The attrioventricular (AV) node co-ordinates the normal sequence of beating of the heart's upper and lower chambers (the atria and ventricles). We have a long standing interest in the study of AV myocytes and the role they play in arrhythmia (the disruption in the timing of cardiac muscle contraction) and excitation-contraction coupling (e.g. Doggrell & Hancox 2003, 2005; Crampin et al 2006; James & Hancox 2007). We are continuing our interest in this structure as well as in the mechanisms of action of anti-arrhythmic drugs such as amiodarone (Zhang et al 2010) and ranolazine (Hancox & Doggrell 2010).
We are interested in the role of ion channels and acidosis in the regulation of electrical activity in AV node myocytes. One of the principle ion channels we are interested in is the hERG channel, a voltage gated K+ channel that is responsible for the IKR current, one of the many currents that make up the cardiac action potential (cAP). The IKR current is important in regulating ventricular action potential duration and so the QT interval of the EEG. Its disruption is strongly associated with both congential and drug-induced arrythmias such as long- and short-QT syndrome (e.g. Modell & Lehmann 2006, O'Leary & Hancox 2010).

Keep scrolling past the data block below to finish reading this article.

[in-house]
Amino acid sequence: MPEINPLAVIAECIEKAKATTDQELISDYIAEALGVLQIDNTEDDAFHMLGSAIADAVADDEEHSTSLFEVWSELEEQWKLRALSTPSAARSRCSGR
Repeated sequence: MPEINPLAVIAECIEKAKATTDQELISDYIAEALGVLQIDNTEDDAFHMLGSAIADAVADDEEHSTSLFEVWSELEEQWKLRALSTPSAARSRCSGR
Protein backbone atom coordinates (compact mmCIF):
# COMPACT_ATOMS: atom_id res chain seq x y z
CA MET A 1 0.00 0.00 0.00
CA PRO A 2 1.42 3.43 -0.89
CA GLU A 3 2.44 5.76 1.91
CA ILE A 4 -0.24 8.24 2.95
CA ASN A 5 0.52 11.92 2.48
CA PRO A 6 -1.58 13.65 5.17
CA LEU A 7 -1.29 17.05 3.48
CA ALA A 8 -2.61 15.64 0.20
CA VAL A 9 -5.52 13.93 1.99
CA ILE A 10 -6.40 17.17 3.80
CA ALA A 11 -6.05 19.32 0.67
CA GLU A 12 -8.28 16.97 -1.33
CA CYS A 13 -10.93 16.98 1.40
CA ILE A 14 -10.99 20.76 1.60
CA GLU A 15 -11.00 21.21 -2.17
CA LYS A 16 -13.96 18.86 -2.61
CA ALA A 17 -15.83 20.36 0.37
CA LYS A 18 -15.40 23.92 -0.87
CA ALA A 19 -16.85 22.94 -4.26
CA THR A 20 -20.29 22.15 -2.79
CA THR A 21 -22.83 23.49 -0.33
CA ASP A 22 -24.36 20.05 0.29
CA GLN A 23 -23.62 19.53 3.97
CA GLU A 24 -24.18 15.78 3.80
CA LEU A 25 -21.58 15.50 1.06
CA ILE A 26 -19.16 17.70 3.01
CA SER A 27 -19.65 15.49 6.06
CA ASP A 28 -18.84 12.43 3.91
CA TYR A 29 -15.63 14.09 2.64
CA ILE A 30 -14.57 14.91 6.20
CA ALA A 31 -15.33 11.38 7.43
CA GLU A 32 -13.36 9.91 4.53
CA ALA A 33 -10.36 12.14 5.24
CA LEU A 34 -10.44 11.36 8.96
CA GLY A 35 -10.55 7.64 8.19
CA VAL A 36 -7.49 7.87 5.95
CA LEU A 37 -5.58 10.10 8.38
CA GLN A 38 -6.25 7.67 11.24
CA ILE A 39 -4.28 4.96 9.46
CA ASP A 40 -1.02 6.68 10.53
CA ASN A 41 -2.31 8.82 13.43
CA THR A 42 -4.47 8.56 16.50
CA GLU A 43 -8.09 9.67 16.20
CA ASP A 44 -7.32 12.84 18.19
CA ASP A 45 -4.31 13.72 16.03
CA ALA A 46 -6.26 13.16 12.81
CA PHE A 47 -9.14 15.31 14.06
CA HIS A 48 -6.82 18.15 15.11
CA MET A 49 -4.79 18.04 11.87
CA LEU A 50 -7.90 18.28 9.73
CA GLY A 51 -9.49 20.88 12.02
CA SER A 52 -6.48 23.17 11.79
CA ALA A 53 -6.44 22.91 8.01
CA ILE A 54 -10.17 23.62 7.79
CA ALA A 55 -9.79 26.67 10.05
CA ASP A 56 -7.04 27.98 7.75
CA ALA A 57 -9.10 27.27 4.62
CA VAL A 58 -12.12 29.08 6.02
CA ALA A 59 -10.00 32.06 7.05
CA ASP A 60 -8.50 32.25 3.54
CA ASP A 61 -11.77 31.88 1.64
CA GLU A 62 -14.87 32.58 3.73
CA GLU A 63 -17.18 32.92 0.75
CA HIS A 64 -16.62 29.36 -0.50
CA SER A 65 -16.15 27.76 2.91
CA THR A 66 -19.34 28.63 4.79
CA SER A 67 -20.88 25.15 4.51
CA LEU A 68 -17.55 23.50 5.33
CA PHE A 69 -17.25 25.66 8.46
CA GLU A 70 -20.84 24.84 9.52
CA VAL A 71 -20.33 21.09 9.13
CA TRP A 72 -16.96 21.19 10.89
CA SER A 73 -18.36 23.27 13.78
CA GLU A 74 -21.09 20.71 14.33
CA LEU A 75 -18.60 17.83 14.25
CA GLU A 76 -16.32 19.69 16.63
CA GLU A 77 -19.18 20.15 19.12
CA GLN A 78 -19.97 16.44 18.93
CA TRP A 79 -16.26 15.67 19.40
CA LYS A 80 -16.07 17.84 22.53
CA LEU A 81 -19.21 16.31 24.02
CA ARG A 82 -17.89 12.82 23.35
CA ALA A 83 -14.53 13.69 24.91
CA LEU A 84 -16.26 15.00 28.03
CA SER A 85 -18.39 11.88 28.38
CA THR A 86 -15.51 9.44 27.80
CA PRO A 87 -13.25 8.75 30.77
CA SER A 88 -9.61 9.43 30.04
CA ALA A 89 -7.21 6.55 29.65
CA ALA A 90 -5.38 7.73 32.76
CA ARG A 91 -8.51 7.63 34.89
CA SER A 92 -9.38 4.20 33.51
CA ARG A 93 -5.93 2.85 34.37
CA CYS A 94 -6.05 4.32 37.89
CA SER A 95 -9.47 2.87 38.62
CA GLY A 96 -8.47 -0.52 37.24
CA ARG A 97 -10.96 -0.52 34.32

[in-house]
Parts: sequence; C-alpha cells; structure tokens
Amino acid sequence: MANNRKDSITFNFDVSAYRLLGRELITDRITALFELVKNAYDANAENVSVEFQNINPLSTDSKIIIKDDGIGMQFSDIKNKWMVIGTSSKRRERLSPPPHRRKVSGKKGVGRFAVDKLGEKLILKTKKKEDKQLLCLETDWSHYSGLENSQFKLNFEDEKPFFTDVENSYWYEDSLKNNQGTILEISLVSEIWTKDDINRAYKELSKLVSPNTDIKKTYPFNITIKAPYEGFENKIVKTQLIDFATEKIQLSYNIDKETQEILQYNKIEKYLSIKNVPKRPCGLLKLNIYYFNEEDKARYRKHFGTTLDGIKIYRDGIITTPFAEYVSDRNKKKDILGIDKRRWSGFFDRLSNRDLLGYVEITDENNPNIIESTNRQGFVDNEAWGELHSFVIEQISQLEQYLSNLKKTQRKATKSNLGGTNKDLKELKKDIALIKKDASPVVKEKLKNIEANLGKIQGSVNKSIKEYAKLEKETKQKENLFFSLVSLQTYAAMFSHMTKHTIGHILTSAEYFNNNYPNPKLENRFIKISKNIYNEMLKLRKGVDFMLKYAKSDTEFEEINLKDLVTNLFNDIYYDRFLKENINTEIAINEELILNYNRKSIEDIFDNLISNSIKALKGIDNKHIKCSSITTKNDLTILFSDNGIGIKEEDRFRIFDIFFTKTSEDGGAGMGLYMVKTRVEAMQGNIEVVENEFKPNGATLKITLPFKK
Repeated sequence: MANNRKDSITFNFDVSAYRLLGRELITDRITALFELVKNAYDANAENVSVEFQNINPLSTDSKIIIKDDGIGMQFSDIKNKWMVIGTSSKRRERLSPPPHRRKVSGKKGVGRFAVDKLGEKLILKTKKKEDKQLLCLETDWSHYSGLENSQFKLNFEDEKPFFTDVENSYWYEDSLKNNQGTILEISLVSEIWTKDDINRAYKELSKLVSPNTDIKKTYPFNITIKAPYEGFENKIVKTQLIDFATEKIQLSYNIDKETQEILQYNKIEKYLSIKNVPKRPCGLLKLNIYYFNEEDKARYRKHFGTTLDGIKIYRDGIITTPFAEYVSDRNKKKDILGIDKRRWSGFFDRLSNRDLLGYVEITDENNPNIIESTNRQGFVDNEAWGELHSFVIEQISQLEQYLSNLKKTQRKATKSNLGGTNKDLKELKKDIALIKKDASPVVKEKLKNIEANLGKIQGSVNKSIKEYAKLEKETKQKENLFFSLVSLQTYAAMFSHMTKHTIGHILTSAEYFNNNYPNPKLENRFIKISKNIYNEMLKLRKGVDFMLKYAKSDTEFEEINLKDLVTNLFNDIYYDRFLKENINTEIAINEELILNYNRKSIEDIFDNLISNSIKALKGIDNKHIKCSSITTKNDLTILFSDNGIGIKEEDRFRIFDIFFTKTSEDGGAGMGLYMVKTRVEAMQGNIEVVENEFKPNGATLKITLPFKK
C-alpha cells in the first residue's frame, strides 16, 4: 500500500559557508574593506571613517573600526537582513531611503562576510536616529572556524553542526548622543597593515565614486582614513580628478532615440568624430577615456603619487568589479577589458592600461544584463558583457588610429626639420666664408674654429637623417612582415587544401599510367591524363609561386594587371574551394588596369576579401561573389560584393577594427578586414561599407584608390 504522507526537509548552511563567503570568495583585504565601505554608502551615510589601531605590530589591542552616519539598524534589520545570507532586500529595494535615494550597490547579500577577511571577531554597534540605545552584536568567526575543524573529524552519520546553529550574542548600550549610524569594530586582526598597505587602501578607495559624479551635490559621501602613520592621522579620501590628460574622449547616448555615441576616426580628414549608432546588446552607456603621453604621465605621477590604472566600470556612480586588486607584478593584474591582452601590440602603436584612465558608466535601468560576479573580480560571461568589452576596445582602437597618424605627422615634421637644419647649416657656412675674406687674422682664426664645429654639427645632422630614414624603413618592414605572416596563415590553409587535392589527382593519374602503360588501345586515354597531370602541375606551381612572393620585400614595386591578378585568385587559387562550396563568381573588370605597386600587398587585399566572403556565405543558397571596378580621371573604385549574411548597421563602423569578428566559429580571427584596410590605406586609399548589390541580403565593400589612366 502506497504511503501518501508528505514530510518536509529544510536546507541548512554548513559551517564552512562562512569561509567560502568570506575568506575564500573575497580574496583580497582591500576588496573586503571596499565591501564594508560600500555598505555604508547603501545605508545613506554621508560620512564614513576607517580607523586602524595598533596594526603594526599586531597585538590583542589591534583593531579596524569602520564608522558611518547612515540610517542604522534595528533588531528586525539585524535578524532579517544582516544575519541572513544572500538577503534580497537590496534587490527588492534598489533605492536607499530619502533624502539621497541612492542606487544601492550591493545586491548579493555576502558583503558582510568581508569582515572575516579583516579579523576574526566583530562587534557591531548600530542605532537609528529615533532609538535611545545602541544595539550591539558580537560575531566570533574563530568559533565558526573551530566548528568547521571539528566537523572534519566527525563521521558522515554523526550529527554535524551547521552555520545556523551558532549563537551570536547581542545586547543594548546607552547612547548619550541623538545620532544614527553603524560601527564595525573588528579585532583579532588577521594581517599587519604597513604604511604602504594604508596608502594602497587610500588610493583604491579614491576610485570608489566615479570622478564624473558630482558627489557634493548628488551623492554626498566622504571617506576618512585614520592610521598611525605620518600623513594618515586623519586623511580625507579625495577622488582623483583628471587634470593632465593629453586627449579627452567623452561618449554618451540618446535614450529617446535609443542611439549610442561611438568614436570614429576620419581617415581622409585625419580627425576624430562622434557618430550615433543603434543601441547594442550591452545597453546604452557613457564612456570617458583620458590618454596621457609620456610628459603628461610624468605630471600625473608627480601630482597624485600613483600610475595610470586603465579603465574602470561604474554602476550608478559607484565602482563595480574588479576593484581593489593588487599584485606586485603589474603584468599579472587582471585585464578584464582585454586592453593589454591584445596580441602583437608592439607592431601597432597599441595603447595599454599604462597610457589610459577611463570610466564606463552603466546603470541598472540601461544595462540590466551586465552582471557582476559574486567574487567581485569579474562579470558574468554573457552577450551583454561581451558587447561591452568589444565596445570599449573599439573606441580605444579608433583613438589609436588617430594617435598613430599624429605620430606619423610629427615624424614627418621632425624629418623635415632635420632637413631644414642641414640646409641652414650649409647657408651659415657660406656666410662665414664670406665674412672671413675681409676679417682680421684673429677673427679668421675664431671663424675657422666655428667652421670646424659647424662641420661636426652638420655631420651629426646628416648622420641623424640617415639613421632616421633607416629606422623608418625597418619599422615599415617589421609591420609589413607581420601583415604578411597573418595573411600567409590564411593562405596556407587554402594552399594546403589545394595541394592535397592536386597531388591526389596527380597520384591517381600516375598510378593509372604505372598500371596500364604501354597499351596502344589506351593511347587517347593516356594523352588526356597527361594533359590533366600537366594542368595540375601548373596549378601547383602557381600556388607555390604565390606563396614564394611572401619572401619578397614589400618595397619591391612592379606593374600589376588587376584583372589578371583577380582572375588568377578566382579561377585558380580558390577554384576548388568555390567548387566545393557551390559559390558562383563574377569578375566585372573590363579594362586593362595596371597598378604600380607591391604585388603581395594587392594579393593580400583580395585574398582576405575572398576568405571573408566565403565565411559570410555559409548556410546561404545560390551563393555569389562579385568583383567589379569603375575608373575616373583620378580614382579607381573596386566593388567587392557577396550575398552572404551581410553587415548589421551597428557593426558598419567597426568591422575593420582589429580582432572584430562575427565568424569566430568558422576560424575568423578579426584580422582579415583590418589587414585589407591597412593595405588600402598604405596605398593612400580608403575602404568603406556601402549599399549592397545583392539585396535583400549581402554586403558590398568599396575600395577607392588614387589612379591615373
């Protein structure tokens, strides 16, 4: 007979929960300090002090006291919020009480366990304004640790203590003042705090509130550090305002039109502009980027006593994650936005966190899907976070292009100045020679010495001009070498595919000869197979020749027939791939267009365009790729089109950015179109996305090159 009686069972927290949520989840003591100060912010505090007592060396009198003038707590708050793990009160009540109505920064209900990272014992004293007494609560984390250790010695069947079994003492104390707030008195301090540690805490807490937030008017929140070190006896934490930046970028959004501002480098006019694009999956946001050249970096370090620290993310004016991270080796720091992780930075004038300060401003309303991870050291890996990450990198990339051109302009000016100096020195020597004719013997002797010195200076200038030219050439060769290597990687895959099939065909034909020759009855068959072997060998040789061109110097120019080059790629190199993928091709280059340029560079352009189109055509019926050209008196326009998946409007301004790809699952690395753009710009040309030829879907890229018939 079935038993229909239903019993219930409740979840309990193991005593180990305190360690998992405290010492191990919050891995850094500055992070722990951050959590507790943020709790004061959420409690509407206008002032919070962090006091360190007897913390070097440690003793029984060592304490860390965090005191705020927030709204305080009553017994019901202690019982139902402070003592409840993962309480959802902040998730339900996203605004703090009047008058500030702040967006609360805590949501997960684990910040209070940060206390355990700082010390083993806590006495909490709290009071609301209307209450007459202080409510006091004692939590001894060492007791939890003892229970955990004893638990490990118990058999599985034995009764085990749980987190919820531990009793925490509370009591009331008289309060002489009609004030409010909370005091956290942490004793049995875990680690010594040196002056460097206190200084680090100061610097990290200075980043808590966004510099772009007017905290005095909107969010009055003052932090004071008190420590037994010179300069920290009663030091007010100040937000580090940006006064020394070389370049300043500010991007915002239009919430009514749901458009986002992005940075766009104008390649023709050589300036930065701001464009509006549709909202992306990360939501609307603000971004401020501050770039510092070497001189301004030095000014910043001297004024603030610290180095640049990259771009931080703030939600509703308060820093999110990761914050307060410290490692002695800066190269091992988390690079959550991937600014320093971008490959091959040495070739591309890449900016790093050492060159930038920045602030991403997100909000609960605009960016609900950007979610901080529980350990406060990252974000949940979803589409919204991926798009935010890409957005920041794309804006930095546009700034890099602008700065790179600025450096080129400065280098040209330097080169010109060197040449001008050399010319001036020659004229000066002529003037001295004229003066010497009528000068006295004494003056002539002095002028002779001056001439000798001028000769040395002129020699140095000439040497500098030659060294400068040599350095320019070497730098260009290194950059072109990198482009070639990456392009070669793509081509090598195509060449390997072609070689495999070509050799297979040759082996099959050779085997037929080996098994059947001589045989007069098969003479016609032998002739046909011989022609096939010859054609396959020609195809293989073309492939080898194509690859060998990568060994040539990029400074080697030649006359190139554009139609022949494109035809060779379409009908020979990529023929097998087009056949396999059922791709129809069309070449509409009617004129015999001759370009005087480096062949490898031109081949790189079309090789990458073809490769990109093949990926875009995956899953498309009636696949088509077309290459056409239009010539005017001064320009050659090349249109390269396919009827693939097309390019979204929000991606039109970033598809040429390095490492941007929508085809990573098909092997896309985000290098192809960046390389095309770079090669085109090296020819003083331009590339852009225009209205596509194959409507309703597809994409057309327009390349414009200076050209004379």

Acidosis is a major pathological modifier of cardiac ion channel function, including the hERG channel. It has been shown that hERG channels protect against unwanted premature stimulation at the end of the cAP by allowing a outward leak of K+ ions in the late phase of membrane repolarisation and part of our recent work has been to show that acidosis reduces such protection (Du et al 2010). We have also shown that the inhibition of the hERG channel is modulated by extracellular rather than intracellular acidosi (Du et al 2011a) and that there is a differential effect of acidosis on hERG subtypess, with channels containing the hERGb subunit being more susceptible to acidosis than those without it (Du et al 2011b). Little is known about the relative distributions of these isoforms of the hERG channel, but it could be an important factor in determining the severity of arrhythmia during pathological acidosis.